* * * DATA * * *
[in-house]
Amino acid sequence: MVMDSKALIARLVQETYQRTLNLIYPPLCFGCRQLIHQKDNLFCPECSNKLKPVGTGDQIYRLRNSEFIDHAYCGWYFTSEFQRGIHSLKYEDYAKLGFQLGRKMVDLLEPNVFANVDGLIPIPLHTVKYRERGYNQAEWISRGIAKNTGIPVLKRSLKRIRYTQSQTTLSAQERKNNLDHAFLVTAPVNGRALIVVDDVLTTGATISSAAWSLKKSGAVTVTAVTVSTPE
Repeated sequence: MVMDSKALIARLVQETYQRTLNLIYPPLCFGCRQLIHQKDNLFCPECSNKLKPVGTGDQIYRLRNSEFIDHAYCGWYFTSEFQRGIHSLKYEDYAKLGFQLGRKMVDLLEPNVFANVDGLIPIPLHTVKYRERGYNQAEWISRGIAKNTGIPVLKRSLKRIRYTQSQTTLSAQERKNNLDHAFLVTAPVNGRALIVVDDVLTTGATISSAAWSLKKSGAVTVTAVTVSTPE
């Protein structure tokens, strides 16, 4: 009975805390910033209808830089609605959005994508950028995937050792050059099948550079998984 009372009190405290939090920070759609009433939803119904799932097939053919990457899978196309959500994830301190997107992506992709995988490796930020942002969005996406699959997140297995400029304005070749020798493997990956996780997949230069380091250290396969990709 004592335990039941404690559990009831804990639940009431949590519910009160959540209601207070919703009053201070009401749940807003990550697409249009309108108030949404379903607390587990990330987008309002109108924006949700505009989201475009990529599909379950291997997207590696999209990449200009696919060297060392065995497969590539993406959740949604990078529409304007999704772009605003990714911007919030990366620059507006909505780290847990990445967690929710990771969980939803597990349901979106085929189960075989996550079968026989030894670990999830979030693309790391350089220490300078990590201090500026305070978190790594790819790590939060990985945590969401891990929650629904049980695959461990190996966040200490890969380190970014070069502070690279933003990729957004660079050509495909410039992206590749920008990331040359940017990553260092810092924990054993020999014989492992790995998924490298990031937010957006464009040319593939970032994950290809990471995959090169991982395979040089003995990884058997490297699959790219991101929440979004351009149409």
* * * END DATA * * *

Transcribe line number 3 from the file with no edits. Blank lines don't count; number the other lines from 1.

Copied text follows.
Repeated sequence: MVMDSKALIARLVQETYQRTLNLIYPPLCFGCRQLIHQKDNLFCPECSNKLKPVGTGDQIYRLRNSEFIDHAYCGWYFTSEFQRGIHSLKYEDYAKLGFQLGRKMVDLLEPNVFANVDGLIPIPLHTVKYRERGYNQAEWISRGIAKNTGIPVLKRSLKRIRYTQSQTTLSAQERKNNLDHAFLVTAPVNGRALIVVDDVLTTGATISSAAWSLKKSGAVTVTAVTVSTPE